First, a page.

When sleep is not giving rowing recovery


I have a question involving rowing recovery. Basically I hate going to bed sore and waking up feeling worse, and I’m wondering what is the best position to sleep in and how to potentially use pillows as support for my traps lats and lower back?

We took this question from a reader to our expert rowing coach advisors.

Athlete asleep Athlete asleep. Image Credit: AthleticLab

Mike Davenport (Coach and rigger) advises

I’m thinking that it’s more than a “position” issue, and maybe structural or muscular. I suggest seeing a physician or chiropractor to get evaluated.

Joe de Leo (Strength coach and movement specialist) advises

Recovery begins as soon as the training session ends. From the way the note is written it sounds like the athlete is so sore they are having difficulty moving and it only gets worse throughout the day and sleep.  Would you mind asking what they are doing for their cool down routine and their routine  before bed? It be helpful to have a little bit more information.

 If an athlete is that sore post training session they have potentially worked at an intensity level that pushed them to their limits or they have not done a proper job of cooling down.

Flexibility work (soft tissue) is step 1, as well as doing any self myofascial release work (step 2) with a foam roller or lacrosse ball. I try to end every session with 2-3′ of diaphragmatic breathing to help reset the sympathetic/parasympathetic nervous system.

I’d also inquire how old their mattress is as well. Older mattresses can exacerbate low back pain and stiffness.

There is likely more that the athlete could be doing before sleeping position needs to be managed.

However, assuming they’ve ruled out everything else and sleeping position truly is where the most benefit is to be gained…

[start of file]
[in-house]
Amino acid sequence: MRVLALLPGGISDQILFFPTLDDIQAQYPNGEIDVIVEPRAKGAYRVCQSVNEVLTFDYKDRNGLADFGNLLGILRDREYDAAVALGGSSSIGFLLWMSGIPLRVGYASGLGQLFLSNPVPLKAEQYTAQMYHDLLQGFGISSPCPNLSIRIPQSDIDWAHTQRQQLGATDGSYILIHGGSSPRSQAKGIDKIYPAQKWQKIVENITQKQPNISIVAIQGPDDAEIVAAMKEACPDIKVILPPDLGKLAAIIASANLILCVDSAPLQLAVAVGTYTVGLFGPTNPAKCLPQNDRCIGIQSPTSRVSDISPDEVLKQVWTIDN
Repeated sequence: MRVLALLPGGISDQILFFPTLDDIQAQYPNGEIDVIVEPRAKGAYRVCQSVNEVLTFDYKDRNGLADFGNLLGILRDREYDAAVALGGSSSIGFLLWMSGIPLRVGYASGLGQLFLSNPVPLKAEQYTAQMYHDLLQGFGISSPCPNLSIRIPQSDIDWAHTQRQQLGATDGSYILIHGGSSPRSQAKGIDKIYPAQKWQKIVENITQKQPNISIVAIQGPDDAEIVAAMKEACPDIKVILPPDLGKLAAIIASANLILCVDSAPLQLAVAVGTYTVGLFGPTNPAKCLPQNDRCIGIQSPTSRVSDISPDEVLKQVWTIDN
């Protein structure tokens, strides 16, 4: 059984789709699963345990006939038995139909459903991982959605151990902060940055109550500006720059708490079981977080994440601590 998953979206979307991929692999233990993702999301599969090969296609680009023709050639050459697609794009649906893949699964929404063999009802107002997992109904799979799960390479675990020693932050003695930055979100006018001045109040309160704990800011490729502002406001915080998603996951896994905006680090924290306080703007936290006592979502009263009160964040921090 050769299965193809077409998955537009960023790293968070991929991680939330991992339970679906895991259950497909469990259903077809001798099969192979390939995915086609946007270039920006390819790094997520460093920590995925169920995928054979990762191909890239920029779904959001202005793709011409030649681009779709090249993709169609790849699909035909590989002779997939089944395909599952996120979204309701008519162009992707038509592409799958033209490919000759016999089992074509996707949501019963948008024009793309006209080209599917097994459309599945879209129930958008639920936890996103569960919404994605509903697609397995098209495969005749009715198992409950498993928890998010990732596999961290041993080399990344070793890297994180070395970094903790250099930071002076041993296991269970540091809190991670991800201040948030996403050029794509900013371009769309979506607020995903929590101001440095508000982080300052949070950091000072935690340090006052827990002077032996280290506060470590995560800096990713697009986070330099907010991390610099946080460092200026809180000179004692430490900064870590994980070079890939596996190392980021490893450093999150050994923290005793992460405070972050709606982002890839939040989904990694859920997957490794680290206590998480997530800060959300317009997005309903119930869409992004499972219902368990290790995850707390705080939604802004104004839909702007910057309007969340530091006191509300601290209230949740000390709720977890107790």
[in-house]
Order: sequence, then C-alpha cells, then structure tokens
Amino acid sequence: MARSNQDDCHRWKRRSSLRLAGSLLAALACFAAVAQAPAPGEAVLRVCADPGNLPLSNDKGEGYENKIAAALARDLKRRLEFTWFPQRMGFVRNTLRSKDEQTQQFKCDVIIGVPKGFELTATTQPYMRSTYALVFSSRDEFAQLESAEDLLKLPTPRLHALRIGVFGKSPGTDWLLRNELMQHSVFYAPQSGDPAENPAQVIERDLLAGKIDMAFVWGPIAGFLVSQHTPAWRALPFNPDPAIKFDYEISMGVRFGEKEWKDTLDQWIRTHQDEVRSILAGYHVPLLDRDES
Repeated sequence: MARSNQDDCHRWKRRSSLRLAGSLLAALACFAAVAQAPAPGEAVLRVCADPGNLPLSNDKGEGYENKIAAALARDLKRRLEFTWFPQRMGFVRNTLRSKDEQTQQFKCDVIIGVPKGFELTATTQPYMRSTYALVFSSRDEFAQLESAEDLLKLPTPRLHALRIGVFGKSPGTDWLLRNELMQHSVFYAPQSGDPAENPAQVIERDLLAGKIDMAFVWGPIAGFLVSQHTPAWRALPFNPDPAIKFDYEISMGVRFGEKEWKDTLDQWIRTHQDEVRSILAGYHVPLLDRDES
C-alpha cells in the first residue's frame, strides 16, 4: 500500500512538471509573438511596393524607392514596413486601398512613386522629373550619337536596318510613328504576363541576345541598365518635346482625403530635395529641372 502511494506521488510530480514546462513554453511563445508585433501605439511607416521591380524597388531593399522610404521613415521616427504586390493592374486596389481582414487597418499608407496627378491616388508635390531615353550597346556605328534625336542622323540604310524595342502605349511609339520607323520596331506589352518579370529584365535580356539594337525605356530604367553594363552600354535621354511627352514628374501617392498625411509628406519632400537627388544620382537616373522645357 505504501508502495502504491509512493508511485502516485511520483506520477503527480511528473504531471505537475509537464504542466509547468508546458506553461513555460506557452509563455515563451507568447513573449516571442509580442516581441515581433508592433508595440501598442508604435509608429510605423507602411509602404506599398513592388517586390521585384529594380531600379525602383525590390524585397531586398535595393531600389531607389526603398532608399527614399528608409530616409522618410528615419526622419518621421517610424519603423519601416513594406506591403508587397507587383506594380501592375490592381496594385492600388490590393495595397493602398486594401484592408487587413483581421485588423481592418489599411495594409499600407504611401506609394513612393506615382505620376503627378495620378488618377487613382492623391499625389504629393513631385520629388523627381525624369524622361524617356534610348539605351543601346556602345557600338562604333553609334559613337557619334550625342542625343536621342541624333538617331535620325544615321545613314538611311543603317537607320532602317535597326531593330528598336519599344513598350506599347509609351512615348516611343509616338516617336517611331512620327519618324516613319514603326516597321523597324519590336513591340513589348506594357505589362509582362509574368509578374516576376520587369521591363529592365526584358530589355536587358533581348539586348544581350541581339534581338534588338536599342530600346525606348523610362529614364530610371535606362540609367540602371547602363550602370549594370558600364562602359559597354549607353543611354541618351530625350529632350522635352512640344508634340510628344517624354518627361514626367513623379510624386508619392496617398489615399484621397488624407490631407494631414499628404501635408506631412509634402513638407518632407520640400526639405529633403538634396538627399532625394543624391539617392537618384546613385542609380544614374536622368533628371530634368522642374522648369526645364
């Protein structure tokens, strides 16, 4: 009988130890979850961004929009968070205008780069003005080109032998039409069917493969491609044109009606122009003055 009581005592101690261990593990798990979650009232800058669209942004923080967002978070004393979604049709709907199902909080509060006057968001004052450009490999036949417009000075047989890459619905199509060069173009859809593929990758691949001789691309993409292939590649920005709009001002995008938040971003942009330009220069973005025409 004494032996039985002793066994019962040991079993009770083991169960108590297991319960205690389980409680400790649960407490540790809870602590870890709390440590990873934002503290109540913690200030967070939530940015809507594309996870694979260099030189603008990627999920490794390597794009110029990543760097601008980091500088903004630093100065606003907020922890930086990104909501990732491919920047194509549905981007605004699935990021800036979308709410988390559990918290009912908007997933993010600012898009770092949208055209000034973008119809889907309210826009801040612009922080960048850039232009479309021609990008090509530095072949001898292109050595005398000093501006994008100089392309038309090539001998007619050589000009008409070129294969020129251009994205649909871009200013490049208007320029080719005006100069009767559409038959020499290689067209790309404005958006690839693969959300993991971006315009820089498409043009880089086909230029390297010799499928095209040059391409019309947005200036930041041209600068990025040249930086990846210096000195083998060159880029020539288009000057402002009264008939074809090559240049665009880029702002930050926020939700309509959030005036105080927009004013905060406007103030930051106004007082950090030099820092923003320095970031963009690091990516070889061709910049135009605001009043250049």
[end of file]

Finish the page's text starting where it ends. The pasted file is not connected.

Sleep on their back.

One pillow under the knees to raise the legs and take pressure off the lower back.

One pillow under each arm to raise the arms and take pressure off the shoulder joint.

Small pillow or no pillow under the head, so the neck is neutral and not jammed forward.

Personally, I find this more comfortable but can’t sleep deeply like this. It’s nice for naps though where the focus isn’t necesarily on deep sleep. If the athlete is already comfortable sleeping on their back, maybe this would work better for them.

However, we do not know the lumbar curve of this inpidual. What you are recommending works if they have a dramatic lumbar curve, this would allow the low back to lie flat on the mattress and the tissues to relax. If their lumbar spine is flat this may not work and may put greater pressure and exacerbate discomfort. Some of this hereditary and some is adaptation from sport. Fighters tend to have flat lumbar spines and sprinters have more of a lordotic curve due to lots of hip extension.

This type of recommendation needs to be inpidualized and tuned to that athlete. I recommend looking at the back supports McGill recommends to improve lumbar position in bed, sitting, or at work.


I would agree with the comments about post-workout protocols! This likely needs more attention.

Sara Hendershot Lombardi (Row efficiency champion) advises

I certainly used to find though, that there were sessions where no matter what kind of rolling, mobility, cool-down I had done, the soreness was still very intense. E-stim became a game changer for me for both recovery and soreness. Some great options out there include Marc Pro, Compex, and Powerdot (not a Tens machine).

Duncan Holland (Coach) advises

Recovery protocols|:  Are you cooling down properly?  Gentle exercise after the big effort and ice packs can help.  Leave sufficient recovery time after a heavy work out before repeating, give the muscles a chance to heal before damaging them again.  Gentle massage of the affected muscles just before sleep may help.

Is the bed dry and warm?  If your house isn’t properly heated an electric blanket to dry and heat the bed prior to sleeping might help.


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